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If you think you’re a “real racer” or dedicated fan to the sport, ponder this: just moments after getting married, Frank William’s best friend David Brodie offered to pay for a celebratory lunch. Frank declined the offer and left his newlywed and friends to celebrate on their own; after all, there were cars to work on! Dedicated and/or fanatic, you decide. And such was the mind of Frank Williams, a man who once said “I just love racing, I love speed, I love the noise.” Frank passed at the age of 79 on November 28, 2021.

The facts will be forever be embossed on the story of Formula 1: Williams’ team would produce 7 drivers’ championships, 114 victories, and 9 constructor titles. Versus today’s politically rich sport steered by executives in glass-walled board rooms, Frank’s achievements came from an era where a team’s survival and performance could be traced to few individuals’ tireless commitment and passion. 

Financial doom, marital problems, two driver fatalities and the eventual car accident that left Frank a paraplegic, none were too big to dampen his ambition.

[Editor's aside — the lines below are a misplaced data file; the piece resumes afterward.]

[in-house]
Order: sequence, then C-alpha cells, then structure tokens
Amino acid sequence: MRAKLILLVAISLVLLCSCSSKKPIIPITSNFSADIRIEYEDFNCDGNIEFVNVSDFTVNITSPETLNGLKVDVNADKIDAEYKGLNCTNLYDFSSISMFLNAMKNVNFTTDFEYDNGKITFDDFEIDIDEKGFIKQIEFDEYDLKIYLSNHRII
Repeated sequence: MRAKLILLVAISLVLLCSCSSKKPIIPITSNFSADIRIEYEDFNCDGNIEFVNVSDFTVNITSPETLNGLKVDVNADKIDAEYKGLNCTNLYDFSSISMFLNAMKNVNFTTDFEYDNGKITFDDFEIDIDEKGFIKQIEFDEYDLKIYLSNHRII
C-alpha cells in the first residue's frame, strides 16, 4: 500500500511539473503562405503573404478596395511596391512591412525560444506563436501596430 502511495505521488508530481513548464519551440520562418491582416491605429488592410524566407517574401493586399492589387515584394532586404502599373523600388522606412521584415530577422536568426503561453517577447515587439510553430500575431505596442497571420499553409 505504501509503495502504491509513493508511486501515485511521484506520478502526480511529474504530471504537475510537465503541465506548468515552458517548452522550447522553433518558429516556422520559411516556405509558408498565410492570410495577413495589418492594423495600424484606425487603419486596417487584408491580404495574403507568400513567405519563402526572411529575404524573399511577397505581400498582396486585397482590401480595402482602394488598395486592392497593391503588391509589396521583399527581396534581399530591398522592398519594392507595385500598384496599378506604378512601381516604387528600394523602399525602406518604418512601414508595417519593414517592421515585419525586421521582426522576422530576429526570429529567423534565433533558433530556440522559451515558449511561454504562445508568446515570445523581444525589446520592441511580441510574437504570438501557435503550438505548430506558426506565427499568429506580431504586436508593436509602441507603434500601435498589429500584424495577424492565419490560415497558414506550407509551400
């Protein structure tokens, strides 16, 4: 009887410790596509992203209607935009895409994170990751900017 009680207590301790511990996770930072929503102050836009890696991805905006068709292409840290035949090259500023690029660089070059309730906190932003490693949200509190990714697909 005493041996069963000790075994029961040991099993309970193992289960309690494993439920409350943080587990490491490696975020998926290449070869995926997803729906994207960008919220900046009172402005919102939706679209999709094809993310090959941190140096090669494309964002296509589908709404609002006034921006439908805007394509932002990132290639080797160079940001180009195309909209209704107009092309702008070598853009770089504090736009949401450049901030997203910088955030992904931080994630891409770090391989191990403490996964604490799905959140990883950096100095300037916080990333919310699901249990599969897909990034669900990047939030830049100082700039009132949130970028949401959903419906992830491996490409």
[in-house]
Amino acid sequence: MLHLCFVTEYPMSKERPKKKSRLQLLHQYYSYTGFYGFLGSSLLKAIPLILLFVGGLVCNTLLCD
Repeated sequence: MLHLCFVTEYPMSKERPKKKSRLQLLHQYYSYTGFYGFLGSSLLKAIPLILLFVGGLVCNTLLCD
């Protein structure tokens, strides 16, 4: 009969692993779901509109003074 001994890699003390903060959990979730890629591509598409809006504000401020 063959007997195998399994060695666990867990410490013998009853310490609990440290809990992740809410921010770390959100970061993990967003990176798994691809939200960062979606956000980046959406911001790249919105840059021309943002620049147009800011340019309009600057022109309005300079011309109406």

Frank started his career as a car-crazy teen buying and selling race car parts. Surrounding himself with wealthy peers, he was able to experience the world of racing reserved for those with means. Sure, he got behind the wheel himself and raced an Austin A35 to prove he was fast, but ultimately his reckless nature would deem he was better off outside the car than in. 

Alan Jones, Frank Williams and Saudia-Williams car designer Patrick Head

Alan Jones, Frank Williams and Saudia-Williams car designer Patrick Head
Alan Jones, Frank Williams and Saudia-Williams car designer Patrick Head, are recieving their reliability award at Montreal, Canada in 1980.

Successful parts sales led to the buying and selling of used race cars. In 1966, he established Frank Williams Racing Cars Ltd. and began running both Formula 2 and Formula 3 cars on shoestring budgets.

Three years later in 1969, he acquired a used Brabham chassis and made his F1 debut at the Spanish Grand Prix where his driver Piers Courage qualified 11th but did not finish. Off to Monaco for round 3 where Piers qualified 9th and fought his way to second place finish. Earning 6 world championship points on his second F1 outing, the 27-year-old Williams was heading up, but not for long. The following year, mechanical failure would result in Piers Courage running off course at Zandvoort and being killed. Soon the joke in the paddock was “If you want to ruin your career, drive a Williams”.